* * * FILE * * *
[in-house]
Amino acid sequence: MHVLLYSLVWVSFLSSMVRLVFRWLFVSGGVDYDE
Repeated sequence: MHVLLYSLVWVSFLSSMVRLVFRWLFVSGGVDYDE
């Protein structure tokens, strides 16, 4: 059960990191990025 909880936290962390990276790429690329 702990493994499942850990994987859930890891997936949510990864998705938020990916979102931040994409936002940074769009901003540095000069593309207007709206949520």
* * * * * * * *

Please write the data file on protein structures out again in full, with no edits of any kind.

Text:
[in-house]
Amino acid sequence: MHVLLYSLVWVSFLSSMVRLVFRWLFVSGGVDYDE
Repeated sequence: MHVLLYSLVWVSFLSSMVRLVFRWLFVSGGVDYDE
């Protein structure tokens, strides 16, 4: 059960990191990025 909880936290962390990276790429690329 702990493994499942850990994987859930890891997936949510990864998705938020990916979102931040994409936002940074769009901003540095000069593309207007709206949520």